It’s often a divisive issue and a constant bone of contention. Should children and teenagers be allowed to have a television in their bedrooms? For us, the answer is obvious, this an unequivocal ‘no’. In this, however, it seems as though we’re in the minority.
In a revealing study, quoted in the Telegraph recently, Ofcom found 70% of teenagers have televisions in their rooms. This is something that concerns us a great deal.
The associated issues can be divided into three distinct groupings: social, supervision and sleep. Each problem can have major implications for a young person’s development. Something as simple as allowing a television into the bedroom can be more damaging than most parents imagine.
On the social front, young people whose bedrooms are equipped with the latest technology (and we’re also talking about tablets, computers, games consoles and mobiles here) tend to spend the bulk of their time in them, often alone. Children and teenagers can isolate themselves, which is never good for mental health, and miss out on precious family time. This can lead to low mood and the breakdown of communication and relationships in the home environment. The implications can be huge. But that’s not all.
Bedroom viewing is impossible to police and, without direct supervision, young people are often exposed to inappropriate programmes. Shows such as Hollyoaks might appear innocuous enough but topics are often tackled that, with no-one on hand to offer support or provide an explanation, can prove problematic. You might think that a teenager is mature enough to understand most things and cope emotionally, but it isn’t always the case.
Our third issue – sleep – is perhaps the most important. Research has proved that teenagers and children who have televisions (and other electronic devices) in their bedrooms don’t sleep as well as those who don’t. Given that good sleep is imperative for basic daytime functioning, this is something that cannot be overlooked.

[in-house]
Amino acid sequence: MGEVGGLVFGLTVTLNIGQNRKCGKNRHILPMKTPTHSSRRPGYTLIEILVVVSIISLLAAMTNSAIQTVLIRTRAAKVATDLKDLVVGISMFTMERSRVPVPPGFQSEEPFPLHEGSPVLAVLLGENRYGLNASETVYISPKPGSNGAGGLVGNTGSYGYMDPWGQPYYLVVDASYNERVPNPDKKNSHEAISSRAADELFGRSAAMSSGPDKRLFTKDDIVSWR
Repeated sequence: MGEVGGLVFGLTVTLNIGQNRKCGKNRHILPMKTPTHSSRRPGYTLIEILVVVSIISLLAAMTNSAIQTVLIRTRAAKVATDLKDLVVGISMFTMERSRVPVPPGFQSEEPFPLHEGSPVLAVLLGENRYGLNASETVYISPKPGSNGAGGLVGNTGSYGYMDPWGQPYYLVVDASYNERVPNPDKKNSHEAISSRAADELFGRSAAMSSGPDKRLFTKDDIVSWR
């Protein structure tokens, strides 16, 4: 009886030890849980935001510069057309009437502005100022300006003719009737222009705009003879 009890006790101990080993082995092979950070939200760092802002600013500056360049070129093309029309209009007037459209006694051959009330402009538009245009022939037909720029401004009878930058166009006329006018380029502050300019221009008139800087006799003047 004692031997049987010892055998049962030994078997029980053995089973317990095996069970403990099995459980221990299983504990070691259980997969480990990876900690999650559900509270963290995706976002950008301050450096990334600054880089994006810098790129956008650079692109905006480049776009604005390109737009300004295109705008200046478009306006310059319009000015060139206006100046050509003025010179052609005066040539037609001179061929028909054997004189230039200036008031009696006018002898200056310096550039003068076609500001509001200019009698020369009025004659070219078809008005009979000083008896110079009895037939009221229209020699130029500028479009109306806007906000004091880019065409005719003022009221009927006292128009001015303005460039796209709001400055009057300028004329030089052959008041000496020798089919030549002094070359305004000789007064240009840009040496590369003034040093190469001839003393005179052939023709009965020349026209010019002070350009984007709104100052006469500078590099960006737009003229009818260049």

Young people who have televisions in their rooms go to sleep later at night: fact. Young people who fall asleep in front of the television lose the ability to fall asleep naturally: fact. Young people whose sleep is disrupted as a direct result of having a television in their bedrooms are at a greater risk of suffering from anxiety, stress and all kinds of other issues that can have a negative impact on their development and school performance: fact.
Concentration can suffer, so too the memory, whilst basic problem solving becomes much more challenging. This all because, as parents, we’ve allowed televisions et al into the bedroom, in the process transforming it from a quiet, restful retreat into an entertainment zone that doesn’t encourage the calm time that our children need.
Our advice on this is quite clear: don’t let televisions into the bedrooms (once they’re in, it can be VERY difficult to get them out), spend more time together as a family, make children’s rooms about relaxing and set them up for better sleep. There is a place for television and technology, but the conditions should always be appropriate and other activities – ones that aid concentration and its associated benefits, such as reading, playing chess or learning a musical instrument – should be encouraged.
It’s just common sense, but it can make all the difference.